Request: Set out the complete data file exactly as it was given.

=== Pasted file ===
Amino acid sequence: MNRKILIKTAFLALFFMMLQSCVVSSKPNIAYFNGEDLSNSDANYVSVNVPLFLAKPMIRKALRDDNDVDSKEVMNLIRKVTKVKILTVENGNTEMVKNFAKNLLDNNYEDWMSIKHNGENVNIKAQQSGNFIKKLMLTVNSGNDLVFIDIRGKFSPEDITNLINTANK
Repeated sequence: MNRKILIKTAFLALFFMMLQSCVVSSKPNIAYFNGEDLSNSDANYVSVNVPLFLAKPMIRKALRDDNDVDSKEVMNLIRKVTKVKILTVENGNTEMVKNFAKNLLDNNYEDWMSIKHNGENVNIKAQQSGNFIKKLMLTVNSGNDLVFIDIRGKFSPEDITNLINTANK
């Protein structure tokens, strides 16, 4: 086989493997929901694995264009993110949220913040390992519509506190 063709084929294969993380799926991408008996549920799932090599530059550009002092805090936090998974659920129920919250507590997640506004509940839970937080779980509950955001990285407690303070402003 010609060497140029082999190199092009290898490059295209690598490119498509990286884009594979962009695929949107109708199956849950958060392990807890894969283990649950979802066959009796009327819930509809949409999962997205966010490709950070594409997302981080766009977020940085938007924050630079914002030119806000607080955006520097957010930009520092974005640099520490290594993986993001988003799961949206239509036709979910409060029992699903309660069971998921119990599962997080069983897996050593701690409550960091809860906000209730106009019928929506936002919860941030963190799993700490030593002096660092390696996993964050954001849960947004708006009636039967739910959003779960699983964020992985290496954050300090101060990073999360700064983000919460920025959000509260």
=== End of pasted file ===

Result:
Amino acid sequence: MNRKILIKTAFLALFFMMLQSCVVSSKPNIAYFNGEDLSNSDANYVSVNVPLFLAKPMIRKALRDDNDVDSKEVMNLIRKVTKVKILTVENGNTEMVKNFAKNLLDNNYEDWMSIKHNGENVNIKAQQSGNFIKKLMLTVNSGNDLVFIDIRGKFSPEDITNLINTANK
Repeated sequence: MNRKILIKTAFLALFFMMLQSCVVSSKPNIAYFNGEDLSNSDANYVSVNVPLFLAKPMIRKALRDDNDVDSKEVMNLIRKVTKVKILTVENGNTEMVKNFAKNLLDNNYEDWMSIKHNGENVNIKAQQSGNFIKKLMLTVNSGNDLVFIDIRGKFSPEDITNLINTANK
């Protein structure tokens, strides 16, 4: 086989493997929901694995264009993110949220913040390992519509506190 063709084929294969993380799926991408008996549920799932090599530059550009002092805090936090998974659920129920919250507590997640506004509940839970937080779980509950955001990285407690303070402003 010609060497140029082999190199092009290898490059295209690598490119498509990286884009594979962009695929949107109708199956849950958060392990807890894969283990649950979802066959009796009327819930509809949409999962997205966010490709950070594409997302981080766009977020940085938007924050630079914002030119806000607080955006520097957010930009520092974005640099520490290594993986993001988003799961949206239509036709979910409060029992699903309660069971998921119990599962997080069983897996050593701690409550960091809860906000209730106009019928929506936002919860941030963190799993700490030593002096660092390696996993964050954001849960947004708006009636039967739910959003779960699983964020992985290496954050300090101060990073999360700064983000919460920025959000509260």